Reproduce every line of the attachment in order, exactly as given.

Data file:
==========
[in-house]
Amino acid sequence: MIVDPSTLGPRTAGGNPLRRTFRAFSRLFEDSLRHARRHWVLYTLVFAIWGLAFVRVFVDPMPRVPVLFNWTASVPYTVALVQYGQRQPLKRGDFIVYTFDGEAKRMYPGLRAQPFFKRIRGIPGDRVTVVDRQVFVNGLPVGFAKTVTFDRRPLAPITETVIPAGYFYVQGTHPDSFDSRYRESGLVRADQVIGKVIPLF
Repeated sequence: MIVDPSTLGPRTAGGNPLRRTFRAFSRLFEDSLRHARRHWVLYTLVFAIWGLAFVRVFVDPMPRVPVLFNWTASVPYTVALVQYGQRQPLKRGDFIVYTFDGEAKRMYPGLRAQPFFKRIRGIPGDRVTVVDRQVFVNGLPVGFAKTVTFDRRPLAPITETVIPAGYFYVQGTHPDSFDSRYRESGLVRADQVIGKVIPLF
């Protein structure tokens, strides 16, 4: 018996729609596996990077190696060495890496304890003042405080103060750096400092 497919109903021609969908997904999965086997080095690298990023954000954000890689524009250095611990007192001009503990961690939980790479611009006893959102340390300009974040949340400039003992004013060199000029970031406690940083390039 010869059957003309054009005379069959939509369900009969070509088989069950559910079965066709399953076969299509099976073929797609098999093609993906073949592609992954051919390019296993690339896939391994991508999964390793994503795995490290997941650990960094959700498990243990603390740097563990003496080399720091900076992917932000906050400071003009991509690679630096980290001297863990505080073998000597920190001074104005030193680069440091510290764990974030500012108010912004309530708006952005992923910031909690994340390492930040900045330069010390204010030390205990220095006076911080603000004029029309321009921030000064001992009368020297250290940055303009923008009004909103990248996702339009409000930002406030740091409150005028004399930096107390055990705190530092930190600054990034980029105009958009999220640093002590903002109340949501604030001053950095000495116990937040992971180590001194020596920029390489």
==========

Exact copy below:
[in-house]
Amino acid sequence: MIVDPSTLGPRTAGGNPLRRTFRAFSRLFEDSLRHARRHWVLYTLVFAIWGLAFVRVFVDPMPRVPVLFNWTASVPYTVALVQYGQRQPLKRGDFIVYTFDGEAKRMYPGLRAQPFFKRIRGIPGDRVTVVDRQVFVNGLPVGFAKTVTFDRRPLAPITETVIPAGYFYVQGTHPDSFDSRYRESGLVRADQVIGKVIPLF
Repeated sequence: MIVDPSTLGPRTAGGNPLRRTFRAFSRLFEDSLRHARRHWVLYTLVFAIWGLAFVRVFVDPMPRVPVLFNWTASVPYTVALVQYGQRQPLKRGDFIVYTFDGEAKRMYPGLRAQPFFKRIRGIPGDRVTVVDRQVFVNGLPVGFAKTVTFDRRPLAPITETVIPAGYFYVQGTHPDSFDSRYRESGLVRADQVIGKVIPLF
């Protein structure tokens, strides 16, 4: 018996729609596996990077190696060495890496304890003042405080103060750096400092 497919109903021609969908997904999965086997080095690298990023954000954000890689524009250095611990007192001009503990961690939980790479611009006893959102340390300009974040949340400039003992004013060199000029970031406690940083390039 010869059957003309054009005379069959939509369900009969070509088989069950559910079965066709399953076969299509099976073929797609098999093609993906073949592609992954051919390019296993690339896939391994991508999964390793994503795995490290997941650990960094959700498990243990603390740097563990003496080399720091900076992917932000906050400071003009991509690679630096980290001297863990505080073998000597920190001074104005030193680069440091510290764990974030500012108010912004309530708006952005992923910031909690994340390492930040900045330069010390204010030390205990220095006076911080603000004029029309321009921030000064001992009368020297250290940055303009923008009004909103990248996702339009409000930002406030740091409150005028004399930096107390055990705190530092930190600054990034980029105009958009999220640093002590903002109340949501604030001053950095000495116990937040992971180590001194020596920029390489």